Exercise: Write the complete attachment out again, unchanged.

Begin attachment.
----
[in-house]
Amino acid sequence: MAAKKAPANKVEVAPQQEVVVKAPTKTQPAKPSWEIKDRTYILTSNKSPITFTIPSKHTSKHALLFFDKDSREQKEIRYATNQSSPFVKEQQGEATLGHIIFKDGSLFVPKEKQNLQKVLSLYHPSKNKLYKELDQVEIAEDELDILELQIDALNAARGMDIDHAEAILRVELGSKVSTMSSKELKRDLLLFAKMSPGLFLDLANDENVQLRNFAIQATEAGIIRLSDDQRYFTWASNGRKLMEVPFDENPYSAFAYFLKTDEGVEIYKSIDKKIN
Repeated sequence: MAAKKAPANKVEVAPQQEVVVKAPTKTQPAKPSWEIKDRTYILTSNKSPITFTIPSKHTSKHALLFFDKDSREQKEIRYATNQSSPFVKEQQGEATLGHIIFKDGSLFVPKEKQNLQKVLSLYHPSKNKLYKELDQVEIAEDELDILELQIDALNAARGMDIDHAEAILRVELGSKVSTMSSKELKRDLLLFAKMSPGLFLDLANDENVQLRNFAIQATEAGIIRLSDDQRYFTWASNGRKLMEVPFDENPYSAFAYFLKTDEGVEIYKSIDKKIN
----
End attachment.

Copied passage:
[in-house]
Amino acid sequence: MAAKKAPANKVEVAPQQEVVVKAPTKTQPAKPSWEIKDRTYILTSNKSPITFTIPSKHTSKHALLFFDKDSREQKEIRYATNQSSPFVKEQQGEATLGHIIFKDGSLFVPKEKQNLQKVLSLYHPSKNKLYKELDQVEIAEDELDILELQIDALNAARGMDIDHAEAILRVELGSKVSTMSSKELKRDLLLFAKMSPGLFLDLANDENVQLRNFAIQATEAGIIRLSDDQRYFTWASNGRKLMEVPFDENPYSAFAYFLKTDEGVEIYKSIDKKIN
Repeated sequence: MAAKKAPANKVEVAPQQEVVVKAPTKTQPAKPSWEIKDRTYILTSNKSPITFTIPSKHTSKHALLFFDKDSREQKEIRYATNQSSPFVKEQQGEATLGHIIFKDGSLFVPKEKQNLQKVLSLYHPSKNKLYKELDQVEIAEDELDILELQIDALNAARGMDIDHAEAILRVELGSKVSTMSSKELKRDLLLFAKMSPGLFLDLANDENVQLRNFAIQATEAGIIRLSDDQRYFTWASNGRKLMEVPFDENPYSAFAYFLKTDEGVEIYKSIDKKIN